The announcement of the European Union (EU) enlargement coincided with the beginning of a dramatic rise in stock prices in candidate countries. Between November 2001, when the European Commission outlined the timing and named countries involved in the enlargement, and July 2004, stock prices in the eight Central and Eastern European candidate countries increased on average by over 90% in dollar terms.1 In comparison, the world market index returned about 8% during the same time period. This paper investigates whether the rise in stock prices in the accession countries was a result of repricing of systematic risk due to the integration of local stock markets into the world market. In a segmented market, the source of systematic risk of each firm is the covariance of its returns with the local market. By contrast, in an integrated market, the source of systematic risk is the covariance of a firm's returns with the world market. The covariance of individual firm returns with the world market is likely to be smaller than the covariance with a local market. Thus, a move from a segmented to an integrated market should lead to a fall in systematic risk and to a permanent price increase. It is possible that a credible announcement of the EU enlargement led to an integration of the previously segmented Central and Eastern European stock markets with the rest of the world. Although foreign investors were allowed to invest in the accession countries for some time prior to the enlargement announcement, some foreigners may have refrained from investing in legally open markets because of real or perceived political, liquidity, and corporate governance risks. Clear prospects for the EU accession may have alleviated these risks and increased the integration of local markets with the world market. Such integration would have led to a fall in systematic risk and a rise in stock prices. Repricing of systematic risk following market integration was tested on stock market liberalizations in Asia and Latin America in the late 1980s and early 1990s. At the aggregate level, Henry (2000) and Bekaert and Harvey (2000) find that market integration leads to a permanent increase in the stock market index. This finding is consistent with shares being priced according to the market's covariance with world returns rather than according to the much larger variance of local market returns. Using firm level data, Errunza and Miller (2000) find that firms which offer American Depositary Receipts (ADRs) experience abnormal returns following the ADR announcement and that these returns are related to the diversification potential of each firm. Chari and Henry (2004) also examine the repricing effects of market integration at the firm level. They find that firms that experience larger changes in systematic risk upon integration also experience larger repricing. The change in systematic risk explains about 40% of the stock price increases upon integration. Our paper follows a similar strategy. It uses firm level data to calculate the changes in systematic risk for each firm, and examines whether changes in systematic risk are proportional to stock price changes while controlling for other simultaneous events, mainly the changes in expected future earnings. As a control group we include three Eastern European countries that were not part of the first wave of the EU enlargement. If the EU enlargement is responsible for the integration, repricing should occur only in the eight countries included in the enlargement. Understanding whether repricing of systematic risk took place in the EU accession countries is important for at least three reasons. First, it allows us to evaluate the benefits of the EU integration. Integrated capital markets should deliver a lower cost of capital leading to higher investment and growth. The lower cost of capital should come from the reduction in the risk-free interest rate as well as the reduction in systematic risk. The reduction in systematic risk will benefit firms only if this risk is correctly priced by the market. If it is, then the benefits of the EU integration extend beyond access to larger markets. In this sense, this paper complements a growing literature on stock market integration in the original 15 EU members (for a comprehensive survey see Chapter 8 in Baele et al., 2004). Second, finding out whether changes in systematic risk are priced by the market is important beyond the context of the EU enlargement. Greater risk sharing is one of the frequently emphasized benefits of open capital markets (see, for example, Stulz, 1999). It is worthwhile to investigate whether risk sharing is actually priced by the market. In a similar vain, capital market integrations also provide a unique opportunity to test the asset pricing models in differences rather than in levels. This argument is forcefully made by Chari and Henry (2004) who argue that liberalizations are natural experiments which deliver power to detect cross the sectional relationship implied by the asset pricing model. The EU enlargement is another such natural experiment where there is a large, arguably exogenous, change in the source of firms' systematic risk. Many existing papers point out that capital market liberalizations are often associated with other events which may lead to higher expected profits.2 This makes it difficult to separate the repricing effect from the effect of an increase in the expected growth rate of dividends. This is also an issue in the context of the EU enlargement. The EU accession provides better market access for Central and Eastern European firms and increased assistance from the EU budget which could have led to greater consumer confidence following the prospects of the EU membership. The adoption of the EU laws and standards may result in improved corporate governance. We control for the changes in expected growth of dividends by using changes in analysts' earnings estimates. We use data from the IBES on expected earnings as of the time of the announcement of the EU enlargement. This is in contrast to both Errunza and Miller (2000) and Chari and Henry (2004) who attempt to control for an increase in the expected dividend growth by using changes in actual, rather than expected, earnings and dividends. Dating market integration is notoriously difficult (see Bekaert et al., 2003 for a survey of methods). Integration depends not only on legal restrictions, but also on investors' willingness to participate in open markets. We hypothesize that the integration increased in the months following the 2001 announcement of the EU enlargement. Since an increase in integration should be associated with a price increase, the post-2001 rise in aggregate stock prices shown in Fig. 1 and mentioned earlier is consistent with integration. If integration occurred earlier, we should see a sharp price increase prior to 2001. However, with the exception of Poland, the post-2001 boom in prices is unprecedented. Section 3 provides some additional evidence that foreign investors seriously considered the Central and Eastern European markets only once it became clear that these countries would become part of the EU. Since we can never be fully confident of the integration date, it is possible to view our analysis as a test of joint hypothesis that integration occurred in the months after the 2001 announcement and that markets price stocks according to their systematic risk.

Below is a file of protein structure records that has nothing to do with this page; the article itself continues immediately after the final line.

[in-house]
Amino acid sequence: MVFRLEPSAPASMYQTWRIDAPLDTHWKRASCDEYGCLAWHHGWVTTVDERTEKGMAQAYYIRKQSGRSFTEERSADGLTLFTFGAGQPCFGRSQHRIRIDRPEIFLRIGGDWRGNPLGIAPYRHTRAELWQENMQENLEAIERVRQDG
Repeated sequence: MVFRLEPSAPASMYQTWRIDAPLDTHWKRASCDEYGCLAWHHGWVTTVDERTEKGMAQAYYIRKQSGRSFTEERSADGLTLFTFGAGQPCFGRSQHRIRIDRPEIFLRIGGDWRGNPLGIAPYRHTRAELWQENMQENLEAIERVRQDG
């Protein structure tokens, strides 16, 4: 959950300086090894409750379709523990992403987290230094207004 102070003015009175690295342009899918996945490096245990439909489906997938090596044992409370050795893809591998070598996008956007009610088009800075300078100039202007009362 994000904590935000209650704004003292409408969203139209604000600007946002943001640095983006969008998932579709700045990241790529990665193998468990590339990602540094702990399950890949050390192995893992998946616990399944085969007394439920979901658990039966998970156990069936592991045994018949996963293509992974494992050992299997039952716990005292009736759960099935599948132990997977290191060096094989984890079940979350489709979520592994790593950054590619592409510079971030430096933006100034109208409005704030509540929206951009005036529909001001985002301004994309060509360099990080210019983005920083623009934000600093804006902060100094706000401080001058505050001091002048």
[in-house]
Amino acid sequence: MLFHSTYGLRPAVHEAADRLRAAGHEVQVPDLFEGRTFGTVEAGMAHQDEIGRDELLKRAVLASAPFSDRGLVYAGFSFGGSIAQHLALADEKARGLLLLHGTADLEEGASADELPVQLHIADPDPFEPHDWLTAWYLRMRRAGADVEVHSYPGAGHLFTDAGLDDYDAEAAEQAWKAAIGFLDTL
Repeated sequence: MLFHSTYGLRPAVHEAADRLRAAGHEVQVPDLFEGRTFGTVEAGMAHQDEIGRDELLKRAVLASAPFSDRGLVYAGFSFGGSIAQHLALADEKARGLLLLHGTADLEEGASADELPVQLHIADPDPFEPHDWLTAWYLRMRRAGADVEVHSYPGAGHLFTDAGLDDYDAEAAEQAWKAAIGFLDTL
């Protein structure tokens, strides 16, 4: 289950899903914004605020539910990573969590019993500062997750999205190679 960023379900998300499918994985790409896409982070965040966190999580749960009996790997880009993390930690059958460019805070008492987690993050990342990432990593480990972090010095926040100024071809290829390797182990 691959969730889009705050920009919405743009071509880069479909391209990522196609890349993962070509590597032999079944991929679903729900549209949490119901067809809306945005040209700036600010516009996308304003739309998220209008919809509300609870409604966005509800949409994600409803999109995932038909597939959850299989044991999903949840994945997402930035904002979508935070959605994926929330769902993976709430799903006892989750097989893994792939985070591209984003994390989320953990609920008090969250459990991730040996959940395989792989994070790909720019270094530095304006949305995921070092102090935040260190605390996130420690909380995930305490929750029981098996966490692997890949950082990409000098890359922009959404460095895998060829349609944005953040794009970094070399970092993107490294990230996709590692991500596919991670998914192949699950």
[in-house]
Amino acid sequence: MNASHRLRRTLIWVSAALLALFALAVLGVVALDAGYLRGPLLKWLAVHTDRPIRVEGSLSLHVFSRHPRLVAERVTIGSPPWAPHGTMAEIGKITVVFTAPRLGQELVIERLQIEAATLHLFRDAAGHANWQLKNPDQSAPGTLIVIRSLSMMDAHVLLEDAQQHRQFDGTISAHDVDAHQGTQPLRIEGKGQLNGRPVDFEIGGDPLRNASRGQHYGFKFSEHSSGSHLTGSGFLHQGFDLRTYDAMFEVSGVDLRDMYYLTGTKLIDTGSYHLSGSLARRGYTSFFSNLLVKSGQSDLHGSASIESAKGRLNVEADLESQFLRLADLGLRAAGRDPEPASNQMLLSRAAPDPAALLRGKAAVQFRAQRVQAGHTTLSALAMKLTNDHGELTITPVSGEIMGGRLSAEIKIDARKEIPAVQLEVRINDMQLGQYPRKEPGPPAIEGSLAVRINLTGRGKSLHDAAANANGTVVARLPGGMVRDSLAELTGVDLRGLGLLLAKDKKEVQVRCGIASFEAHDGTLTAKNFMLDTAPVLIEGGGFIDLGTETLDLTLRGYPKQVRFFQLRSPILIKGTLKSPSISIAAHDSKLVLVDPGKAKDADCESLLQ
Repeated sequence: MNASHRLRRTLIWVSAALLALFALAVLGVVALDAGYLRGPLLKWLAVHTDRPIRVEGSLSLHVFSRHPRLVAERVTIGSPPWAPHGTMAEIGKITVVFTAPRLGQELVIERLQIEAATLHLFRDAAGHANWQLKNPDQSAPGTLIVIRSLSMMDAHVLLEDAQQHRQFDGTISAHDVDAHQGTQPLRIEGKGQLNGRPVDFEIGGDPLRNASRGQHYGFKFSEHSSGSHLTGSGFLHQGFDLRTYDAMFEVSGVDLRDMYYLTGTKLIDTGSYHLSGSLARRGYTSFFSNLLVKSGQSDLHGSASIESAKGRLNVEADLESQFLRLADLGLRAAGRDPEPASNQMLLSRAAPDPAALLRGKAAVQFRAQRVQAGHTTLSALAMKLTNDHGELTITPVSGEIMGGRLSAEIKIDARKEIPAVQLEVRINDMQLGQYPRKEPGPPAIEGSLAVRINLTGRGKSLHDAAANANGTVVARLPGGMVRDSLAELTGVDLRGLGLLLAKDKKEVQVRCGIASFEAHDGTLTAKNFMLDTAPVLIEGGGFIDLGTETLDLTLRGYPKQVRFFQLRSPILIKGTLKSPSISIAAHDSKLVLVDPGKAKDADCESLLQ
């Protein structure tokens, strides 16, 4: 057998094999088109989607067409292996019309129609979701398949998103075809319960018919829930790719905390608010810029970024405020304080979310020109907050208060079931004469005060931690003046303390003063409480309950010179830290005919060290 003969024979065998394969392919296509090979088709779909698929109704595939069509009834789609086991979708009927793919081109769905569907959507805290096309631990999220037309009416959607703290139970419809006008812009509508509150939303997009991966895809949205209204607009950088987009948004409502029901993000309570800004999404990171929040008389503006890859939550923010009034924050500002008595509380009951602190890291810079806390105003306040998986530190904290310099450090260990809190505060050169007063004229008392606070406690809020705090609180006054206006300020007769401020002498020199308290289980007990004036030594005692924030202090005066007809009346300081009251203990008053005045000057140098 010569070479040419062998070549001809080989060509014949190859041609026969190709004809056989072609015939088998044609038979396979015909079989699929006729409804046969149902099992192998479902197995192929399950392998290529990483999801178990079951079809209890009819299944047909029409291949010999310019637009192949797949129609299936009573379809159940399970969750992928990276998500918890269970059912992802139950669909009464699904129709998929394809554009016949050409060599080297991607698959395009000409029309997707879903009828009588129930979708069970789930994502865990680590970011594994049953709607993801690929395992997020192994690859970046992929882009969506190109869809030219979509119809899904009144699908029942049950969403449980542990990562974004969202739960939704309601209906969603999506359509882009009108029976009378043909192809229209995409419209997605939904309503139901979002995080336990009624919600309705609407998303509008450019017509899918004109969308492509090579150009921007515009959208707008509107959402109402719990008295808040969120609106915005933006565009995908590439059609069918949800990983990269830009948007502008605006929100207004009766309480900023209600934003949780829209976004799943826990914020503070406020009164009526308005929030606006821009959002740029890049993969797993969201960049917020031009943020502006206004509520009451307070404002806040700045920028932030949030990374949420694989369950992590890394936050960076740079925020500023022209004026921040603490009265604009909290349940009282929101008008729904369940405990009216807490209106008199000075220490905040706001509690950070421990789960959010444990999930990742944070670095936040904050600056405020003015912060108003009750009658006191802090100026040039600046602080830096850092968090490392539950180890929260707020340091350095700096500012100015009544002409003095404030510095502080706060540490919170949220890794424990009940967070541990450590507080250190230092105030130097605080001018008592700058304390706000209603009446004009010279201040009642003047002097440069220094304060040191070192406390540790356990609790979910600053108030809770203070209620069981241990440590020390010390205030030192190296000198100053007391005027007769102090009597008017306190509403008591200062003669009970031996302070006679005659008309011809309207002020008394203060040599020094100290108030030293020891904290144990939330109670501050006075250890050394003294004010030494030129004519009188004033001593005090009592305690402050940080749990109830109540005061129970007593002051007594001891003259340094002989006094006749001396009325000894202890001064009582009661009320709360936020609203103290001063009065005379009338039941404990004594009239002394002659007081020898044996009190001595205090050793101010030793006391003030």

نتیجه گیری انگلیسی
This paper examines the hypothesis that the dramatic increase in stock prices in the EU accession countries following the announcement of the EU enlargement was a result of market integration and the subsequent re-pricing of systematic risk. We tested two versions of this hypothesis: one in which integration is associated with a change in the market premium, and one in which the market premium is constant. In the first version, the change in systematic risk is measured by the difference between the covariance of returns with the local market and the covariance of returns with the world market. The differences in local and world covariances do not appear to be related to the changes in stock prices. In the second version, the change in systematic risk is measured by the difference between local and world betas. The evidence suggests that at least part of the stock price increase can be explained by the difference between stocks' local and world betas. Stocks that had high local beta but a low world beta experienced a higher price increase than other stocks. We also test whether the dramatic rise in stock prices is a reflection of an increase in expected earnings. We find that changes in expected earnings are consistently related to changes in stock prices. An upward revision of expected earnings has a positive impact on a firm's stock price. Our finding that a measure of the change in systematic risk explains changes in stock prices is consistent with the findings of Chari and Henry (2004). Changes in systematic risk are followed by proportional changes in stock prices. Unlike Chari and Henry (2004), however, we do not find that the difference in covariances matters, but we do find that the differences in betas are important in explaining stock price changes. Covariances should matter when investors update their estimate of the market premium using historical variances. Since Central and Eastern European markets have limited historical data, investors may not use historical variances to estimate market premia. Instead our results suggest that investors use CAPM mechanically, i.e., discounting future cash flows using local betas prior to the announcement of the EU accession and using world betas after the announcement. We find the significance of the differences in local and world betas for explaining price changes rather striking. This is because as an empirical question, the odds are stacked against finding this effect. First, we have only 74 observations and 12 explanatory variables (including country effects), which leaves few degrees of freedom to estimate the coefficients with precision. Second, we rely on betas calculated using historical data, implicitly assuming that investors consider historical betas as an accurate guide to what betas will be in the future. Given that the countries are undergoing dramatic changes, this may be a strong assumption. In some sense, increased integration itself could bring a change in the structure of the economy and alter the pattern of co-movement of returns. We rely on the assumption that the degree of co-movement of returns is determined in the product markets and that product markets had been integrated well before capital market integration. Thus, capital market integration is not expected to have an effect on covariances or on betas. Finally, estimating the repricing effect is hard because there is considerable uncertainty about the timing of stock market integration. Our findings should give impetus to further integration. This is because capital market integration has the effects predicted by the standard international asset pricing model. Following the announcement of the EU enlargement, investors did re-value firms according to their systematic risk and firms benefit from capital market integration according their capacity to diversify risk for the global investor.